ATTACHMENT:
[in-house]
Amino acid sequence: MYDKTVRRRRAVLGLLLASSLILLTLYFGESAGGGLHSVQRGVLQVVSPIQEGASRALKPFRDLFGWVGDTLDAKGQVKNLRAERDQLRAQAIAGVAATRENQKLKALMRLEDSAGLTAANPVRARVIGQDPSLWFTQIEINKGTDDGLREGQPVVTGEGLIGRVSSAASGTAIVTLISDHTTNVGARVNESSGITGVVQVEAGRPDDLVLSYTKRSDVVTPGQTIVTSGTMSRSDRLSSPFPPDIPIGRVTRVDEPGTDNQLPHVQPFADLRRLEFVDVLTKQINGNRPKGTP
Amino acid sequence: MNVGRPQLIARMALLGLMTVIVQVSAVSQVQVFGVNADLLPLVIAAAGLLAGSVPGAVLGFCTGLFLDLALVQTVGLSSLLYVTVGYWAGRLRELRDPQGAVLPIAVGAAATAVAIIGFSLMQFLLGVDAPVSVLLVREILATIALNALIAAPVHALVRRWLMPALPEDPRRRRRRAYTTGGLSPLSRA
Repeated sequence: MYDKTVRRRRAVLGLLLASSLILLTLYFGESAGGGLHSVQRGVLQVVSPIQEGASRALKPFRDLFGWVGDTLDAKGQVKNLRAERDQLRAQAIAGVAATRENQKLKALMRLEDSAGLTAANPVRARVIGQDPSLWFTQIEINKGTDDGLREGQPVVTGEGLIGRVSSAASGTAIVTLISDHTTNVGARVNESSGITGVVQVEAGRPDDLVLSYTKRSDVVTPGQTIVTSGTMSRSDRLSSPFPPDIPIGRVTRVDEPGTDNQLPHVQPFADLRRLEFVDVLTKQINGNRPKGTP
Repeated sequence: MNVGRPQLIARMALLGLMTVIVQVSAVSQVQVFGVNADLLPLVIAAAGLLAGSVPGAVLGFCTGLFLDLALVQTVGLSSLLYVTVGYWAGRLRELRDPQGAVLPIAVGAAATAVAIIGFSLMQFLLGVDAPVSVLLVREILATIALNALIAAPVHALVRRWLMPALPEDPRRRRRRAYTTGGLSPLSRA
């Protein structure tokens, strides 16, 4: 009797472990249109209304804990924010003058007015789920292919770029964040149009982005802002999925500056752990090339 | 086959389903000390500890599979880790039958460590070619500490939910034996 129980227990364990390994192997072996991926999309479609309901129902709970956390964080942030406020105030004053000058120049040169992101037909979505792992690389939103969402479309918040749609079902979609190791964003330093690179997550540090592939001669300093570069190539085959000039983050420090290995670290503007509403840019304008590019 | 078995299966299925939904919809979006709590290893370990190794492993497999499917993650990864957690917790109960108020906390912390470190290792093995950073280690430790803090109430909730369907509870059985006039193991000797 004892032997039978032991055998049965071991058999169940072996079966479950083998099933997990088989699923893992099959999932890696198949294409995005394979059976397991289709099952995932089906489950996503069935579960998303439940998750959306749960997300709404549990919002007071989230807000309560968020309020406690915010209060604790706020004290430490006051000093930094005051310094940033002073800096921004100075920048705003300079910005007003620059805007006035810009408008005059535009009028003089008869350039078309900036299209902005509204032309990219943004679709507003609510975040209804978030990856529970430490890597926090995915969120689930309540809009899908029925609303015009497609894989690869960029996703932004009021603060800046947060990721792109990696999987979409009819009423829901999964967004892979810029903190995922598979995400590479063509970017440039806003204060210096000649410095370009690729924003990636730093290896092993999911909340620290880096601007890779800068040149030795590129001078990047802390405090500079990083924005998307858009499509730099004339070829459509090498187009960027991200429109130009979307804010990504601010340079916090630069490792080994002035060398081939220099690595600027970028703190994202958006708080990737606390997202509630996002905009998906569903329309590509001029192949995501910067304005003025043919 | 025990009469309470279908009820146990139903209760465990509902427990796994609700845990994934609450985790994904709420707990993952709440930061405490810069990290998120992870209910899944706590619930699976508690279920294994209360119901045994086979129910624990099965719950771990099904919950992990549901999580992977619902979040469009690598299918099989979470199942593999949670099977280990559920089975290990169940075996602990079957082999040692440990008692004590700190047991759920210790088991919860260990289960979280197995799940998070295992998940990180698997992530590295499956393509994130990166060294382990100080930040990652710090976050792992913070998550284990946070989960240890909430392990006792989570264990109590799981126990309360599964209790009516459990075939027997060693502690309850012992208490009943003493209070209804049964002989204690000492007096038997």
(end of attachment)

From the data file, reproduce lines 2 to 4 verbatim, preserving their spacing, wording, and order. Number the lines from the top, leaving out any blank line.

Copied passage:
Amino acid sequence: MYDKTVRRRRAVLGLLLASSLILLTLYFGESAGGGLHSVQRGVLQVVSPIQEGASRALKPFRDLFGWVGDTLDAKGQVKNLRAERDQLRAQAIAGVAATRENQKLKALMRLEDSAGLTAANPVRARVIGQDPSLWFTQIEINKGTDDGLREGQPVVTGEGLIGRVSSAASGTAIVTLISDHTTNVGARVNESSGITGVVQVEAGRPDDLVLSYTKRSDVVTPGQTIVTSGTMSRSDRLSSPFPPDIPIGRVTRVDEPGTDNQLPHVQPFADLRRLEFVDVLTKQINGNRPKGTP
Amino acid sequence: MNVGRPQLIARMALLGLMTVIVQVSAVSQVQVFGVNADLLPLVIAAAGLLAGSVPGAVLGFCTGLFLDLALVQTVGLSSLLYVTVGYWAGRLRELRDPQGAVLPIAVGAAATAVAIIGFSLMQFLLGVDAPVSVLLVREILATIALNALIAAPVHALVRRWLMPALPEDPRRRRRRAYTTGGLSPLSRA
Repeated sequence: MYDKTVRRRRAVLGLLLASSLILLTLYFGESAGGGLHSVQRGVLQVVSPIQEGASRALKPFRDLFGWVGDTLDAKGQVKNLRAERDQLRAQAIAGVAATRENQKLKALMRLEDSAGLTAANPVRARVIGQDPSLWFTQIEINKGTDDGLREGQPVVTGEGLIGRVSSAASGTAIVTLISDHTTNVGARVNESSGITGVVQVEAGRPDDLVLSYTKRSDVVTPGQTIVTSGTMSRSDRLSSPFPPDIPIGRVTRVDEPGTDNQLPHVQPFADLRRLEFVDVLTKQINGNRPKGTP